Will This Product Release Help AMD Escape Intel’s Shadow?

Intel (NASDAQ:INTC) casts an extraordinarily large shadow over Advanced Micro Device’s (NYSE:AMD) business; during the last quarter, AMD’s share of the server chip market fell from 5.2 percent to 4.5 percent, while Intel took on the remaining market share. But the semiconductor manufacturer has a plan to capture a larger share of the cloud computing market with a new line of Opteron chips.

AMD’s Business Reorganization:

AMD may be planning to cut 15 percent of its workforce and lower costs by $190 million as part of its restructuring efforts, but the company is also focused on catching up to the competition.

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On Tuesday, the company unveiled nine new Opteron 4300 Series and 3300 Series server processors that were designed to be used in cloud servers that process Web transactions. Replacing the older 4200 and 3200 server chips, which were introduced late last year, the new processors “offer up to 15 percent better performance versus the prior generation,” stated the company’s press release.

The new chips are meant to revive the company’s declining server business. As Mercury Research analyst Dean McCarron told the information technology publication InfoWorld, cloud servers represent a high-volume market, and therefore every successful design can help AMD regain market share from Intel.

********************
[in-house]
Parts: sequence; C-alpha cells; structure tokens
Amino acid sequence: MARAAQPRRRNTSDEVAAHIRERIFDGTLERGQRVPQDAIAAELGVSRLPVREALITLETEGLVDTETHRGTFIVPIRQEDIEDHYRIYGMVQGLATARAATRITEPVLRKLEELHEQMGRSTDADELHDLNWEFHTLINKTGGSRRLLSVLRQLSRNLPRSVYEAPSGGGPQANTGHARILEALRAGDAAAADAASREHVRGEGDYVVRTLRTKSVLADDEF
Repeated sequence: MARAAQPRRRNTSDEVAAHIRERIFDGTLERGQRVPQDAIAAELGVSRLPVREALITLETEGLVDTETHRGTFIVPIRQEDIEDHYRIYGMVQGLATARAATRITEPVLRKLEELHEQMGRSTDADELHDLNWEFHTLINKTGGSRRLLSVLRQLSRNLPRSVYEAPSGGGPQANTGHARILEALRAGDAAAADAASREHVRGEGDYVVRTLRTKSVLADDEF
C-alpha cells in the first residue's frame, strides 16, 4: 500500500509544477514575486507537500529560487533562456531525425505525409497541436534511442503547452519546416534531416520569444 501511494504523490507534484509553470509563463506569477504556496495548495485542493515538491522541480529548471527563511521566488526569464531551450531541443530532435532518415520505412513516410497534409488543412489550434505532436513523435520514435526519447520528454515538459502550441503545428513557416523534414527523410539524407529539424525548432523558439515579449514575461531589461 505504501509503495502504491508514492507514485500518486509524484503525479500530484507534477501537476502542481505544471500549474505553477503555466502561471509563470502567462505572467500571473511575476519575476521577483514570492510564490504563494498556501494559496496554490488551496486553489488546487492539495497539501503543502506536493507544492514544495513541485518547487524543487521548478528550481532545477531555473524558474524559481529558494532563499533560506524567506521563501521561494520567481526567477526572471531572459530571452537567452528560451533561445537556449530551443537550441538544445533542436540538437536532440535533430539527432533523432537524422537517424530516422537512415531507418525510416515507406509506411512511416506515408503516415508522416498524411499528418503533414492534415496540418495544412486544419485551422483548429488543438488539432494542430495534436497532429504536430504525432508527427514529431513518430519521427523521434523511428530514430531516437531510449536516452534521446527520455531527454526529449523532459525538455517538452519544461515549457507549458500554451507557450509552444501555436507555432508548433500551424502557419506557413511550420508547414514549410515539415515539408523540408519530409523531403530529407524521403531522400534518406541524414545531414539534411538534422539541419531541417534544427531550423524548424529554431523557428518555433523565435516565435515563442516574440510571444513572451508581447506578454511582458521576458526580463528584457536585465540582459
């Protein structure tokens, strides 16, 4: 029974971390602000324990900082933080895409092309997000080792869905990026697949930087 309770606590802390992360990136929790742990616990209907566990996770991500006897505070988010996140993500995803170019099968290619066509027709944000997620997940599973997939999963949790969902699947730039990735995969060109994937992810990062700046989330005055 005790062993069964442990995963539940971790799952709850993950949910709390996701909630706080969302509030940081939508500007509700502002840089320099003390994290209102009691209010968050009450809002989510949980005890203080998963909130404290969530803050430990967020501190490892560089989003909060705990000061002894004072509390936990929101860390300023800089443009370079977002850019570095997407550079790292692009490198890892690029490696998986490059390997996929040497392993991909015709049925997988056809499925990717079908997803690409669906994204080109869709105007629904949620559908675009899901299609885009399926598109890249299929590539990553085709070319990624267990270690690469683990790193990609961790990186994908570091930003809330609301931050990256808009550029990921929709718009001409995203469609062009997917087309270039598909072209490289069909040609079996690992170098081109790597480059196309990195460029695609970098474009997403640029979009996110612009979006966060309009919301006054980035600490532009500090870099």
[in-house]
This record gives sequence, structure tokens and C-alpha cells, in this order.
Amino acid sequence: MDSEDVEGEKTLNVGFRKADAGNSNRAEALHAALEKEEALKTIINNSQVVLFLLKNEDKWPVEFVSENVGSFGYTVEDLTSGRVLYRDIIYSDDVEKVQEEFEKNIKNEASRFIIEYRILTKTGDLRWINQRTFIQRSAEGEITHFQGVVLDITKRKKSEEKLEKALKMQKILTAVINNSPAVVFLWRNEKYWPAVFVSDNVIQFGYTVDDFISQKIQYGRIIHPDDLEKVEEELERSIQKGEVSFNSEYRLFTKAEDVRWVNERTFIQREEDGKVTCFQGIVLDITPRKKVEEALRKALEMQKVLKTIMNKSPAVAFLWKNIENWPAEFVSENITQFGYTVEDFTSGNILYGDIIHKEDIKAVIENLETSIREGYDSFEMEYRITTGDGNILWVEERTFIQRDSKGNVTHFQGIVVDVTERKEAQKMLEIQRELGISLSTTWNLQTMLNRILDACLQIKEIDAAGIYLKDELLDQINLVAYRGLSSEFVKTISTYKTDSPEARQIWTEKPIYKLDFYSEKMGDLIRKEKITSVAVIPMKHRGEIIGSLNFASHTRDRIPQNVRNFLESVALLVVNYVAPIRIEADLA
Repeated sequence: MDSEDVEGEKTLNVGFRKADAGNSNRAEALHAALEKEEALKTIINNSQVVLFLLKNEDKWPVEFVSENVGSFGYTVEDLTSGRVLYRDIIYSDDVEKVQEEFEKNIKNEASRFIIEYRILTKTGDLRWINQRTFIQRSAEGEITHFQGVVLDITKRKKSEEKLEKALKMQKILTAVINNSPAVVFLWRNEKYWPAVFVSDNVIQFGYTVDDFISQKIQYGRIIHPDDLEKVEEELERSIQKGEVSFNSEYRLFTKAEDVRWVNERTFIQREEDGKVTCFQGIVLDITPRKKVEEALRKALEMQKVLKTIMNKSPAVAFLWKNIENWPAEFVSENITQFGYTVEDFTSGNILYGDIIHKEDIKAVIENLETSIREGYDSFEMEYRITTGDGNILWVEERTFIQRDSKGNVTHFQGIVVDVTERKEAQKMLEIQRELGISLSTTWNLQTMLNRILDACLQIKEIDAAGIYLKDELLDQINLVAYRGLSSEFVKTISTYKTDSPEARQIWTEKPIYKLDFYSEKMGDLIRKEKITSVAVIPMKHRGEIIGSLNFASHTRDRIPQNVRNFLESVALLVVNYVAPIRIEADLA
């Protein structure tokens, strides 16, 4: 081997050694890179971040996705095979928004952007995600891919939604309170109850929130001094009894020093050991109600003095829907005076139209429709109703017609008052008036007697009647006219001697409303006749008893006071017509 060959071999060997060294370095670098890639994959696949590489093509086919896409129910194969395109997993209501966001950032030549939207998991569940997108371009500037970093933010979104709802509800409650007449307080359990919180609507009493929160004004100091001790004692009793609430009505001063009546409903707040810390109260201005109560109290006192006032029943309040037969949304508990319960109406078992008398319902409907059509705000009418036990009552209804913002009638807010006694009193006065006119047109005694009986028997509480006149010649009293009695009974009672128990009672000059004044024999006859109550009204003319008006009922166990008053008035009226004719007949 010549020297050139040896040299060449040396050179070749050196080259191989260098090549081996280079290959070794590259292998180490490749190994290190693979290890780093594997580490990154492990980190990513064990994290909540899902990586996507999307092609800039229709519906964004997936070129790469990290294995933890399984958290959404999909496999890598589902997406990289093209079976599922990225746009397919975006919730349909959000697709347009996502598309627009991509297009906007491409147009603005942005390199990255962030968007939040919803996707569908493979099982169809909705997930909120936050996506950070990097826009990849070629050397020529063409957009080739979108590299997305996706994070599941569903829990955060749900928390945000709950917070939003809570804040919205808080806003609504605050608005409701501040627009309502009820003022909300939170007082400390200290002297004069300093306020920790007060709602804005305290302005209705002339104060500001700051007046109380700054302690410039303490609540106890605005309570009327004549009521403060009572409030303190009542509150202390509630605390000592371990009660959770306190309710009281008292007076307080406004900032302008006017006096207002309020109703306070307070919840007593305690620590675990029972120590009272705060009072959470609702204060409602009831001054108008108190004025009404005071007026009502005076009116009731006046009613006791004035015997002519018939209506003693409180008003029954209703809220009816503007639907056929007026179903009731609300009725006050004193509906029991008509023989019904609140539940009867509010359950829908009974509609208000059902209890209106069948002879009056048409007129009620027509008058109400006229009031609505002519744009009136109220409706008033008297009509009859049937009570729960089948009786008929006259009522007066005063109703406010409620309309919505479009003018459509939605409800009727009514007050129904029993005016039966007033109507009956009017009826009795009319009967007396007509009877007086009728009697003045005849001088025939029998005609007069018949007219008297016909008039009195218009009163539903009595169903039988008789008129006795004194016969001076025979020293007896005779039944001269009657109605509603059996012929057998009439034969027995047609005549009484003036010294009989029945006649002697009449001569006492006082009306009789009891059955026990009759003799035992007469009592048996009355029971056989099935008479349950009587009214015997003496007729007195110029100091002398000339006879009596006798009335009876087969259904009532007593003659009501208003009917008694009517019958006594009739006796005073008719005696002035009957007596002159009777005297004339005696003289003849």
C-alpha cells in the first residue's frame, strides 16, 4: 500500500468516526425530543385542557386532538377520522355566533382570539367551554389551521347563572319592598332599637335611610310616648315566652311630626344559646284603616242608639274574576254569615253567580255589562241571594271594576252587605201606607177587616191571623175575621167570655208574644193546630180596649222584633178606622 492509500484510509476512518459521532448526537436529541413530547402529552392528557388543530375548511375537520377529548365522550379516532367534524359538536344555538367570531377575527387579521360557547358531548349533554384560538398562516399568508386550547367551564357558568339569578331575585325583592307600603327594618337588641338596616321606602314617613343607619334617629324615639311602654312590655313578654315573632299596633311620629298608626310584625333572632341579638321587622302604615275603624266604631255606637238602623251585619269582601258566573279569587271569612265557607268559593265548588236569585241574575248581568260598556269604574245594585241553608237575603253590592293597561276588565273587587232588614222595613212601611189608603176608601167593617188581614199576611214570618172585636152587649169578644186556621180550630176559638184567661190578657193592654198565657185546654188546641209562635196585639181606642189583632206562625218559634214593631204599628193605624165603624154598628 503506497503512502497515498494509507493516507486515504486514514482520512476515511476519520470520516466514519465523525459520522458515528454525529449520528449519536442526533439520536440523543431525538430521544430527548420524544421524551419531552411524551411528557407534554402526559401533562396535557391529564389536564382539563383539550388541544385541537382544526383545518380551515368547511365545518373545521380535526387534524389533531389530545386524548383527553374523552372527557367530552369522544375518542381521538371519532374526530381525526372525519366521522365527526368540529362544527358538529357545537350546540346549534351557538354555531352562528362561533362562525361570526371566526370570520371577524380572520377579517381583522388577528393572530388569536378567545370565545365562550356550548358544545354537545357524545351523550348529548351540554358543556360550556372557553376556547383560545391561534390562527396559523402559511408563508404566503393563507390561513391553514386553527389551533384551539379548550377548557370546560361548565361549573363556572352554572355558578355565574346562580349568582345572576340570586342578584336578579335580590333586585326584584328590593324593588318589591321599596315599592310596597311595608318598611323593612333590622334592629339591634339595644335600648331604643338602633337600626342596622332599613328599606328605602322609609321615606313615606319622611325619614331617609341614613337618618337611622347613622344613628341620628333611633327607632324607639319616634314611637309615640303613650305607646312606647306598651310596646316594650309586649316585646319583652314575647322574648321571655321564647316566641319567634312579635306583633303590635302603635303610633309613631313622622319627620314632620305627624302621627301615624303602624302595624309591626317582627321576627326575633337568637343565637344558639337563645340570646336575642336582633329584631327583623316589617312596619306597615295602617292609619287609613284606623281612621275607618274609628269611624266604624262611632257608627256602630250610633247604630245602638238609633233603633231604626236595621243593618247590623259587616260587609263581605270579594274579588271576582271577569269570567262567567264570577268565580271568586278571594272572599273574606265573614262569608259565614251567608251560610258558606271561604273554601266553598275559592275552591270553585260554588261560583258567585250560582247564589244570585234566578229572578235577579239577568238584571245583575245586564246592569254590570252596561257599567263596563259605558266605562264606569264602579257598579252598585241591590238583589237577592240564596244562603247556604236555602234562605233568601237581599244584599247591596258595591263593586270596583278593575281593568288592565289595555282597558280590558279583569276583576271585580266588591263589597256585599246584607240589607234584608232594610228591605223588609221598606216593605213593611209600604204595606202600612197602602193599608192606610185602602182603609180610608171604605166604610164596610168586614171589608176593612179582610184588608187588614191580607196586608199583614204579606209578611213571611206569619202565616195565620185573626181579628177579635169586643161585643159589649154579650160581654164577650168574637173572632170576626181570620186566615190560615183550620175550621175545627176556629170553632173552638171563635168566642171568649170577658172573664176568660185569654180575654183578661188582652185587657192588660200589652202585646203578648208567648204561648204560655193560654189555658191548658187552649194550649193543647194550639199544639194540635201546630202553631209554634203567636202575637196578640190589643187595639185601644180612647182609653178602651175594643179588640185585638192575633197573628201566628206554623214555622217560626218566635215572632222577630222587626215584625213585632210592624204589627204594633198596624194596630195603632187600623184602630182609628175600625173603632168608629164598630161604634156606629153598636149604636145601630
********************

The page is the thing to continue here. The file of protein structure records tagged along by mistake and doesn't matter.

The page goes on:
AMD is also looking to increase its share of the graphics card market, which has fallen to 30 percent as rival Nvidia (NASDAQ:NVDA) has made corresponding gains. Based on information from its sources in the upstream supply chain, DigiTimes reported that AMD has decided to release its Radon HD 8000 series GPUs in the second quarter of 2013 to combat Nvidia’s next product release scheduled for the first half of next year.

CHEAT SHEET Analysis: Can a New-Product Pipeline Help AMD?

One of the core components of our CHEAT SHEET Investing Framework requires that companies consistently produce successful products or services. AMD manufactures microprocessors used in servers, desktop PCs, and notebook PCs, but as the increasing popularity of smartphones and tablet computers has lowered consumer demand for the traditional computer formats, AMD’s business has taken a hit. The company derives more than 75 percent of its value from the PC market. Furthermore, management changes within the company have prevented AMD from developing a sustainable growth strategy that would make it less dependent on its PC business. With these problems drawing the company’s stock down 62 percent this year, server microprocessors may be the only sector where AMD can improve its product pipeline.

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